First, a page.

Jimmy O’Bryant.

You are a journalist, as well as an illustrator/comics artist. How are these disciplines wed?
In my mind, they aren’t. They’re just two interests that have been running parallel since I was pretty young, although the truth is I didn’t really start writing professionally until I was 25, except for a few childhood stabs at it. The first published articles were in fact about criminals, old L.A. criminals. I’ve written a lot about music, too, in my time, but never blues, actually.

How did this fascination with vintage criminals develop?
I remember discovering the famous Depression-era gangsters when I was a young, gawky 14-year-old Catholic school boy. Somehow I zeroed in on a book in the school library that was called The FBI Story. It had chapters on John Dillinger and Ma Barker. I was fascinated. And the fact that this was from the past, the era of old black-and-white movies, straw hats and Ford Model A’s added a special luster to the whole subject for me. But I was already what you might call “cheerfully morbid.” To quote Anthony Perkins in Psycho, “a boy needs a hobby.”

Banjo Joe.

Are there other passions for history that intersect with crime and music? Is there a theme in your creative life?
Probably the overriding theme is a fascination with the 1920s generally, especially the grotesque: When I was about 6 or 7 I was deeply into the silent movie monsters of Lon Chaney Senior: the Phantom of the Opera and the Hunchback, all that good stuff. Even as a 6-year-old I drew some homemade Phantom “comic books,” which my mother kept. In fact it’s easy to see now how that easily led to the old-time criminals—these real-life, grotesque and evil people. But the musical interest is totally apart from that, except for the fact that it too is old and “vintage.” This fascination extends to the whole design look of the 1920s and ’30s, by the way. In fact, 1928 is probably my favorite year, visually speaking: the clothes, the movies, the relatively primitive magazine graphics, even the colors they liked to use back then: puce, mauve, teal and this weird, dark muddy yellow … it’s interesting.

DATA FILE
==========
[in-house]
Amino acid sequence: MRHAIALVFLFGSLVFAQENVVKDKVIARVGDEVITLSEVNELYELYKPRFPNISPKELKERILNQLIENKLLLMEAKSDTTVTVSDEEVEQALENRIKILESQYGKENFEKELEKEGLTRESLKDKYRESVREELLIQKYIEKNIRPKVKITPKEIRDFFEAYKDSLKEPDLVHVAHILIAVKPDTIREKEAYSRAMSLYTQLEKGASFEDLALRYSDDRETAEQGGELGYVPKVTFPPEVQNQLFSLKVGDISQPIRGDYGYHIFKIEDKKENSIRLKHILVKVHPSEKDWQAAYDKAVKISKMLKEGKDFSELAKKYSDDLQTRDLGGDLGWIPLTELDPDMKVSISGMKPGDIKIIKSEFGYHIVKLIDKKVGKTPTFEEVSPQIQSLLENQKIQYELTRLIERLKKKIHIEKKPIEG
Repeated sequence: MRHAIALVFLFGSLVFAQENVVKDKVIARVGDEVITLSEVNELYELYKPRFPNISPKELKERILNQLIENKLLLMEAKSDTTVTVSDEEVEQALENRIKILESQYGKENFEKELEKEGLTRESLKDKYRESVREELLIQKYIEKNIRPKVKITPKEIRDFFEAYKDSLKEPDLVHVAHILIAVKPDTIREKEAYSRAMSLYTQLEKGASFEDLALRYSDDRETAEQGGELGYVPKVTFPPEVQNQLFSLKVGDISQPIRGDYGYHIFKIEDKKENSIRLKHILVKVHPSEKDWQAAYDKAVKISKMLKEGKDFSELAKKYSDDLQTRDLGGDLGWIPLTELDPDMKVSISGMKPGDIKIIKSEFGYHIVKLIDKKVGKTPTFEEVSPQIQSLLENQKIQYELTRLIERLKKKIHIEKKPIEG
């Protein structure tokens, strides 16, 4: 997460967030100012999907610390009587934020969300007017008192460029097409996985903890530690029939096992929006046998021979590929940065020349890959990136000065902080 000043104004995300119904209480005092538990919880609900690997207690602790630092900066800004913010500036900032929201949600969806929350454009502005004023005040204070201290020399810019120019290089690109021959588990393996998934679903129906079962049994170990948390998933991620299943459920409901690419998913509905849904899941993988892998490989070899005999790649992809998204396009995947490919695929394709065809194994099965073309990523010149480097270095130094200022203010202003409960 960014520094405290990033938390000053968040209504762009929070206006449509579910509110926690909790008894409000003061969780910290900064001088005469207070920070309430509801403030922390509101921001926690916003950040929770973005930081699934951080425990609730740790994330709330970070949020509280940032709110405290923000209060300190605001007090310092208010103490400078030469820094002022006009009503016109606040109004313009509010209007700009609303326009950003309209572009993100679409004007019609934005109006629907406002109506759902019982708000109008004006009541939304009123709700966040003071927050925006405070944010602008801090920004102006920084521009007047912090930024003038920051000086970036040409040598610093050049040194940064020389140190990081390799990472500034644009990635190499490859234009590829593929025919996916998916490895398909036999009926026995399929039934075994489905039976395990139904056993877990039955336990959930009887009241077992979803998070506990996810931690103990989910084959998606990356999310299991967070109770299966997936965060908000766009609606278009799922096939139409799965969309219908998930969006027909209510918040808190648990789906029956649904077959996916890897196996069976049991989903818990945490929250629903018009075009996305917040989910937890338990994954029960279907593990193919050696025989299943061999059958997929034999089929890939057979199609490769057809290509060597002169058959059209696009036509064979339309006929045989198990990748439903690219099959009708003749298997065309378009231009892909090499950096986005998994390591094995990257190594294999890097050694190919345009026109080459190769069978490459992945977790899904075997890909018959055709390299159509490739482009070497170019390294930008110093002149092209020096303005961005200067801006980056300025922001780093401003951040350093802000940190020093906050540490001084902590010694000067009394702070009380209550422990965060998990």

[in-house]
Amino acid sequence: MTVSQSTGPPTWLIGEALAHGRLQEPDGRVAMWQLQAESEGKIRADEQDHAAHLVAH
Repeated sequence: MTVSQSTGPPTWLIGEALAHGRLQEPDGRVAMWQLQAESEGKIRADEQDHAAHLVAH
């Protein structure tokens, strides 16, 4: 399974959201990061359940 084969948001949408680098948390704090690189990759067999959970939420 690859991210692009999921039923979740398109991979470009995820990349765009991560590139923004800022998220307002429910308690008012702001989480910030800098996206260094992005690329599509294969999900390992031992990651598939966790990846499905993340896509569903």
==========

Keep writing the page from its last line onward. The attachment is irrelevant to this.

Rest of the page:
Frank Ferera.

From your written essays I see you’re an avid researcher. How much of your time was spent uncovering these Paramount artists?
Well, a lot actually, because I was mainly on my own when it came to trying to find any photos of the most ultra-ultra-obscure of these musicians going back to 1917. (Other team members did try to help, especially Alex van Der Tuuk, the great Paramount scholar from Holland.) As you can see when you flip through the biographical books in both sets, there were a lot of players that I never did find, which is really too bad. We had a few rare successes though, like contacting the grandson of this or that musician, and they actually would supply a photo to us. Professor Jerry Zolten, I think, managed to do that in a few cases.

What are you working on now?
I’m drawing some comic strips, actually, about some of the greatest of these Paramount Records bluesmen. Sort of inspired by the whole Rise & Fall of Paramount experience and the impressive “wonder cabinets” they turned out to be. These strips are sort of a promise I made to myself 9 or 10 years ago, but it’s never too late. I don’t know who will publish them, but we shall see!